Ireland: Sweet Caraway Luncheon Loaf
Tea cakes and quick breads featuring caraway (or caraways, as they call the seasoning here) have been popular in Ireland for hundreds of years. Possibly the best-known of these are seed cakes -- loaf cakes baked with plenty of caraway, sometimes sprinkled on top as well as included in the batter. When Winnie-the-Pooh mangled the phrase "customary procedure" into "Crustimoney Proseedcake", this kind of sweet-and-savory loaf cake is exactly what he meant. (It's probably no surprise that he came up with this, either, as Pooh's mind seems usually to have been on food when it wasn't temporarily engaged with more pressing matters.)
This seed cake is a little upmarket, since it contains chopped candied fruit peel as well as a little more butter than usual. It thereby becomes, in local terminology, a luncheon loaf. Such cakes and breads could of course be served at lunch if you were having someone special over then. But their final destination would usually be the tea trolley, along with the soda bread and various other cakes and late-afternoon treats.
Click on "read more" for the recipe and instructions.
- 1 pound flour
- 6 ounces butter (unsalted works best, but regular salted butter is fine too)
- 6 ounces sugar
- 2 heaping teaspoons baking powder
- 2 teaspoons caraway seeds
- 2 ounces candied fruit peel
- 2 eggs
- 12 fluid ounces milk (or buttermilk for a slightly tarter flavor and a higher rise)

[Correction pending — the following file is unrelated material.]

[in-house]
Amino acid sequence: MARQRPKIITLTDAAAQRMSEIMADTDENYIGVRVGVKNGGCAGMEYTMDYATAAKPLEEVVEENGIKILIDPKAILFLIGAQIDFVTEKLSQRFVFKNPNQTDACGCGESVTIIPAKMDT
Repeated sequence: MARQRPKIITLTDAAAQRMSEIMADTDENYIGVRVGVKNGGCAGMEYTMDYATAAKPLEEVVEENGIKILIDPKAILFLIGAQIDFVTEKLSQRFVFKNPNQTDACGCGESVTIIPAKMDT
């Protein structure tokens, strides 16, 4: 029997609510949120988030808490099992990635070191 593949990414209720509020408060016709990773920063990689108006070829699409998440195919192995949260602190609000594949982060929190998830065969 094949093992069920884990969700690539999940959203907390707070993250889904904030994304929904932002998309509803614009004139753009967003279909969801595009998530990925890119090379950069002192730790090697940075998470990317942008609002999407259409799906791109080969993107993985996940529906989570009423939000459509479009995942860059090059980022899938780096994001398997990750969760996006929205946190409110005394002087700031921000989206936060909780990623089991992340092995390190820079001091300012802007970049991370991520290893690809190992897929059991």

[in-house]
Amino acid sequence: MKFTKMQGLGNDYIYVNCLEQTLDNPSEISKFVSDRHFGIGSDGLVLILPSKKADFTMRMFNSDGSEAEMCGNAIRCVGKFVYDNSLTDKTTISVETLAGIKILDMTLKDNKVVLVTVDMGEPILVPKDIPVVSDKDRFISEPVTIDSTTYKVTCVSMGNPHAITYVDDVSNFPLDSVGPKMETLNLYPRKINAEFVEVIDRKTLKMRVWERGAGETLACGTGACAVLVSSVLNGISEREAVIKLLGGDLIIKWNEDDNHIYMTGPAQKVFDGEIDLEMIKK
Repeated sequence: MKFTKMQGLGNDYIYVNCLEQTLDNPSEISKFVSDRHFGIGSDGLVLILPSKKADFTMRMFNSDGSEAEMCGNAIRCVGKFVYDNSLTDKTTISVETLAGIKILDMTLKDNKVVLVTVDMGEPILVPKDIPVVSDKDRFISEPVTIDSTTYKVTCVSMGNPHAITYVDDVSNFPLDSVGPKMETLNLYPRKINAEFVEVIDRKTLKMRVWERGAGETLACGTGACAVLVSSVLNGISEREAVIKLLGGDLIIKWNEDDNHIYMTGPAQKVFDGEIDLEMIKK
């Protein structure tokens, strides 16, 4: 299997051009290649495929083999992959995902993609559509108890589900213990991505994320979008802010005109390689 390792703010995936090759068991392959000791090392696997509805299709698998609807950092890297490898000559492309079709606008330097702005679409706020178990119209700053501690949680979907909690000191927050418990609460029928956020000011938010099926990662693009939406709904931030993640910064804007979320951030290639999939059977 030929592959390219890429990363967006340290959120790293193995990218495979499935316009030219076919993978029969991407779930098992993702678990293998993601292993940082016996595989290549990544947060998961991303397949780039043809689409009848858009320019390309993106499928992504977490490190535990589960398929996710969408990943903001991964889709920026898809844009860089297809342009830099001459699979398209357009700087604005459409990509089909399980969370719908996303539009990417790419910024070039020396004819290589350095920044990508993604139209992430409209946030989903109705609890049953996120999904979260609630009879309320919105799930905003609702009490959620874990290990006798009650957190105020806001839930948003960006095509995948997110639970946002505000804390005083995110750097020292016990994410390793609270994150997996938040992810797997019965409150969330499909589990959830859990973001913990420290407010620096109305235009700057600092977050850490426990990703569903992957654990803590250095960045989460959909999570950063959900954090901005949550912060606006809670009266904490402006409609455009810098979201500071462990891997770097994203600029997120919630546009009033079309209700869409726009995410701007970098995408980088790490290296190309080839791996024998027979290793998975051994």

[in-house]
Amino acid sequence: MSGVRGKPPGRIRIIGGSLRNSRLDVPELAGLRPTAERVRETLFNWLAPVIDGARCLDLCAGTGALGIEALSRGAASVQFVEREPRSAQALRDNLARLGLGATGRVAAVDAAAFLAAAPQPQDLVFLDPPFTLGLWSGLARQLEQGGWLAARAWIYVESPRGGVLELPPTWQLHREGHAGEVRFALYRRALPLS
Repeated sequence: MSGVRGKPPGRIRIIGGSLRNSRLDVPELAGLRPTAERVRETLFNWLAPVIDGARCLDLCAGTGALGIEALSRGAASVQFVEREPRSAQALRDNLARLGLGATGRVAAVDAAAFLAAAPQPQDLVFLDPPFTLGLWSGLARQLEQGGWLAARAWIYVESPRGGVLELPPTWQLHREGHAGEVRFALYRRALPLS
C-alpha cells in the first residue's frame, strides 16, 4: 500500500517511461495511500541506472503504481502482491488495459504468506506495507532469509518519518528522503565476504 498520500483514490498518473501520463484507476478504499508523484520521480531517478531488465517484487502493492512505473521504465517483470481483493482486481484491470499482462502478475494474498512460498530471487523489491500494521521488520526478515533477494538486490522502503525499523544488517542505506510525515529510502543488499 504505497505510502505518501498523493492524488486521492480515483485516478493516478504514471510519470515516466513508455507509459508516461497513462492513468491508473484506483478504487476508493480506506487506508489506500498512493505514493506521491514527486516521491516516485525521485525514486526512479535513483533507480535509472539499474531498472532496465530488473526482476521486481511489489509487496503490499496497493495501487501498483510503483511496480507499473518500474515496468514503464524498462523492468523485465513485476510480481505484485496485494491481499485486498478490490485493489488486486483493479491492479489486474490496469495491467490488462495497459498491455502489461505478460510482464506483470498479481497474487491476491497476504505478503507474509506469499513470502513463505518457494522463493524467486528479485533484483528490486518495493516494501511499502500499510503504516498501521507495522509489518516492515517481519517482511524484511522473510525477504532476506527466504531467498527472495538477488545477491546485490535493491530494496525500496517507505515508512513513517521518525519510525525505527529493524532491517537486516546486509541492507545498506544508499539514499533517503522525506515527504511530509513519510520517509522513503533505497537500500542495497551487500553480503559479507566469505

- 1/4 teaspoon salt
Preheat the oven to 375° F (a little lower if you have a fan oven) / 175° C. Liberally butter or otherwise grease a large loaf pan.
Sift together the flour, baking powder and salt. (Or pulse them together in a food processor.)
Cut in the butter with a pastry blender, or pulse it with the flour, salt and baking powder in the food processor, until the whole business has attained the texture of coarse cornmeal / maizemeal. Chop the candied peel until the pieces are about the size of lentils, and add them to the flour mixture: or add to the food processor bowl and pulse some more until they reach this size. Add the sugar and the caraway seeds: mix or pulse again.
Beat the eggs separately in a cup or bowl and add them to the mixture. Then add the milk or buttermilk and mix until it's incorporated and a light dough has formed. If using a food processor, be careful not to overmix at this stage.
Put the mixture into the prepared loaf pan and bake for 1 1/2 hours. Take the pan out of the oven and let the loaf rest in it for ten minutes or so before carefully removing it and allowing it to cool on a rack.
Serve sliced and buttered, or with a drizzle of cream or a dollop of clotted cream.